It’s no secret that everything has changed since technology has evolved the way it has in the past decade. Times are changing! Long gone are the days where people are buying whole physical albums just to listen to one or two songs. Nowadays, people would much rather stream their favorite songs from a subscription service or just download their music. The same way that people are no longer buying or renting movies, they are choosing to stream them from Netflix. People are refusing to physically go into casinos to play slots, instead they are choosing to use Pokerstarscasino website, and gone are the days of leaving the house to go buy groceries when you can order and have them delivered to you from Amazon. As technology continues to take over lives and streaming becoming the predominant way of accessing music, here are the effects of streaming on the music industry.
Artists just aren’t getting paid like they once were
It’s no denying that when album sales were booming and music videos were being played on tv, artists made a lot more money. There has been numerous issues and controversies centered around streaming music that many musicians have noticed. One example of this is Taylor Swift’s public removal of her music from all free streaming services and her open letter to Apple Music. Swift wrote in a Tumblr post responding to news that Apple Music would not be paying artists for streams accumulated during a user’s 3 month trial, “This is the new artist or band that has just released their first single and will not be paid for its success.” Shortly after this, Apple announced that artists would, in fact, get paid, and Swift even went on to produce adverts with them. However, Swift still doesn’t have any of her music on Spotify and many other streaming services after her camp claimed they didn’t get paid as much per year for her music as Spotify claimed to have paid.
It’s no longer about releasing albums
With consumers hearing a hit song and immediately downloading from their favorite music subscription services, such as Pandora, Spotify, or Apple Music, there is no reason for fans to anticipate albums anymore. These streaming services are either free or charge a monthly fee, which makes royalties paid to musicians even smaller. It has been proven that consumers only actually listen to one or two songs from an entire music album, and with that being said, record labels and artists are not focusing on releasing albums, but instead, they are focusing on releasing the next hottest song to top the charts.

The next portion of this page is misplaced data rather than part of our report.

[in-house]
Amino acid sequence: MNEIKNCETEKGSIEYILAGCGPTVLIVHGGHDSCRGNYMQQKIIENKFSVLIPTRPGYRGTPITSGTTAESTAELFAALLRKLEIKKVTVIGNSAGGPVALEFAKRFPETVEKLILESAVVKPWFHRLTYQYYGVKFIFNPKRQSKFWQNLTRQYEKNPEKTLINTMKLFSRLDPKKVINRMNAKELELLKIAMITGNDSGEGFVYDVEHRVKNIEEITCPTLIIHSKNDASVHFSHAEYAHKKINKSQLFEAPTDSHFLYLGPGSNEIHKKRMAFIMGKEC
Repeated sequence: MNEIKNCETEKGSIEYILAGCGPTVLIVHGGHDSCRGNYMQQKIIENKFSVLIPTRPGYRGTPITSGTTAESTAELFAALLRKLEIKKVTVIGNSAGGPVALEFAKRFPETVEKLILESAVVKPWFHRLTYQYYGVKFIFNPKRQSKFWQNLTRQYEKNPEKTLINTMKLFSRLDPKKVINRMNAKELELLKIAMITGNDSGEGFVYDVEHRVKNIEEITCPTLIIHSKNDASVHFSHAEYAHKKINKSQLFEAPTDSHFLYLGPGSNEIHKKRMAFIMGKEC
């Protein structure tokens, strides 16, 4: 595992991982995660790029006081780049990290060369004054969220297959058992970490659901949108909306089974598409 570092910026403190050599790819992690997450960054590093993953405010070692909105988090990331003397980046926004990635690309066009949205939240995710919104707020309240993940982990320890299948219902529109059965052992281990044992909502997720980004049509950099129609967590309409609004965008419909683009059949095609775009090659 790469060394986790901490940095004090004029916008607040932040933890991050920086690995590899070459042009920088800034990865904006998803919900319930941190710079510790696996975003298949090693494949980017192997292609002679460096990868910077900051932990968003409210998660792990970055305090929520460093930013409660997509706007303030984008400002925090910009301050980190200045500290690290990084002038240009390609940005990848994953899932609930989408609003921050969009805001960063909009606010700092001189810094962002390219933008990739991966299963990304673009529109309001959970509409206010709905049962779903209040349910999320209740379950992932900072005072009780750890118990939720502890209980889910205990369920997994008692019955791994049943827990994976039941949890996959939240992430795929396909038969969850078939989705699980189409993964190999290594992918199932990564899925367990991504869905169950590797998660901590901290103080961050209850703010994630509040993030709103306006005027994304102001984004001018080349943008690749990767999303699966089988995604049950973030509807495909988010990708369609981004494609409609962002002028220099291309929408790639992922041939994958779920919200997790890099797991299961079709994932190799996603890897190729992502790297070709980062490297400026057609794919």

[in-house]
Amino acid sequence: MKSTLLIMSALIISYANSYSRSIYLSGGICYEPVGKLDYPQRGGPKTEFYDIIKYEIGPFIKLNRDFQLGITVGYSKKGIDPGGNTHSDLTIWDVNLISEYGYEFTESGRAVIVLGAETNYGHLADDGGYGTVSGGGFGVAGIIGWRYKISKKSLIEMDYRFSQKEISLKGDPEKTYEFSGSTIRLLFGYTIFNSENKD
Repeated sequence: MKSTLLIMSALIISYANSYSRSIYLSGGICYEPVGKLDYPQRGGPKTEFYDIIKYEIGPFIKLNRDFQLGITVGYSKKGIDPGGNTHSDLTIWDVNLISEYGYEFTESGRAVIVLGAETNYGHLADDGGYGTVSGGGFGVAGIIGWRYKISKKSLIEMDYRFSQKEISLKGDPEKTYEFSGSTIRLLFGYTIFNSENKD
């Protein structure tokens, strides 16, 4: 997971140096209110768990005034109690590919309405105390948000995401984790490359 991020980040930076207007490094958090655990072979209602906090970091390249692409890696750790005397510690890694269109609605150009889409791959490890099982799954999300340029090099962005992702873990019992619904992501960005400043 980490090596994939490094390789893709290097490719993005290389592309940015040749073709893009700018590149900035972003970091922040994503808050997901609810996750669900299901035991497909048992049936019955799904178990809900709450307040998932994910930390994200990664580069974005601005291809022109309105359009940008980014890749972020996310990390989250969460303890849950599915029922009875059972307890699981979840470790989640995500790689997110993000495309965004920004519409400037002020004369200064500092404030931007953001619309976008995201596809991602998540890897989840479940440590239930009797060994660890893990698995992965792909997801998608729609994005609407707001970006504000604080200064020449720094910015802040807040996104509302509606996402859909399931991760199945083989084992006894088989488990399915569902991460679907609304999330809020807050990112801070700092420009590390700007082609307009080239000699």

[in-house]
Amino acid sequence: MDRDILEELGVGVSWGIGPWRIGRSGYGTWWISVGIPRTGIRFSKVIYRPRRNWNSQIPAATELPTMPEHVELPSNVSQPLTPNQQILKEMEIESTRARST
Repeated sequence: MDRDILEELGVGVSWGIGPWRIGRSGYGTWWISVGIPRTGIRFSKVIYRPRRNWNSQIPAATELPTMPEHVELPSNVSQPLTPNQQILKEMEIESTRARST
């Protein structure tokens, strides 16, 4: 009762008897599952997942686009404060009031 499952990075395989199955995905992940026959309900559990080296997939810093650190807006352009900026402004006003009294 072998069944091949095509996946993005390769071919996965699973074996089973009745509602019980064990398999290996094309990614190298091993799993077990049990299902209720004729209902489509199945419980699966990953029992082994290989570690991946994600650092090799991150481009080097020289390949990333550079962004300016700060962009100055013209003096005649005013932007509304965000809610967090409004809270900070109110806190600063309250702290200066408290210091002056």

Record label revenues are steadily declining
It is definitely much harder for artists to make the money that they once made in the music industry. Not only are music royalties almost nonexistent, but purchased MP3 downloads and album sales have steadily declined over the last several years. In 1999, Napster, one of the first music downloading services was established, and that was one of the last successful years for the music industry. That was the case up until streaming became popular in 2016. Today, with over 100 million subscribers across different streaming platforms, it has proven to get the record companies out of their rut. Not through traditional sales, however, but instead, through a percentage of the streaming subscriptions and advertisements on their artists’ records.
Songs aren’t topping the charts like they used to
The effects of streaming music on the charts, both worldwide and in the UK, is quite disappointing. Every 100 streams of a song equal one sale, according to the UK official charts. This rule is not only making the chart inaccurate, but it is allowing the chart to be much easier to manipulate. Statistics show that only 86 songs entered the top 40 in the first half of last year, which is a huge decline from a decade ago when that number was 230. This just proves that fewer artists are breaking into the charts, making it much harder for newer artists to break into the mainstream music chart. Streaming music can be very easily manipulated seeing as to how certain songs can be put into playlists and played without the user’s request, whereas if a user went and purchased a single, it would mean that they genuinely liked the music.
Many experts would argue that the streaming of music has saved the industry. The validity of this statement greatly depends on the record label in question, the artist, and the consumer. Undeniably, streaming has changed the world of music in more ways than one. The focus on creating hit singles rather than entire albums, the revenue model, and consumer satisfaction are all now key factors with the digitization of how music is listened to.